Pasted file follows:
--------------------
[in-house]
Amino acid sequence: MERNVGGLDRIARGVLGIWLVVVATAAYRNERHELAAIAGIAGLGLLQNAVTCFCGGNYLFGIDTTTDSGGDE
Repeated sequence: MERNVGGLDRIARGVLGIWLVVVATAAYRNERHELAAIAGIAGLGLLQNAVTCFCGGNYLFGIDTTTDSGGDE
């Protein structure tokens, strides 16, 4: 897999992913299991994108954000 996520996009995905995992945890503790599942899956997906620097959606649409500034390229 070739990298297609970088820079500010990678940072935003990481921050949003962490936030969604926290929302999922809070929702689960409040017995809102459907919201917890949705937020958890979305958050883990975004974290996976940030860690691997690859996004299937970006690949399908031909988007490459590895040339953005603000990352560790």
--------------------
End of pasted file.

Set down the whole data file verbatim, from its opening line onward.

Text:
[in-house]
Amino acid sequence: MERNVGGLDRIARGVLGIWLVVVATAAYRNERHELAAIAGIAGLGLLQNAVTCFCGGNYLFGIDTTTDSGGDE
Repeated sequence: MERNVGGLDRIARGVLGIWLVVVATAAYRNERHELAAIAGIAGLGLLQNAVTCFCGGNYLFGIDTTTDSGGDE
């Protein structure tokens, strides 16, 4: 897999992913299991994108954000 996520996009995905995992945890503790599942899956997906620097959606649409500034390229 070739990298297609970088820079500010990678940072935003990481921050949003962490936030969604926290929302999922809070929702689960409040017995809102459907919201917890949705937020958890979305958050883990975004974290996976940030860690691997690859996004299937970006690949399908031909988007490459590895040339953005603000990352560790």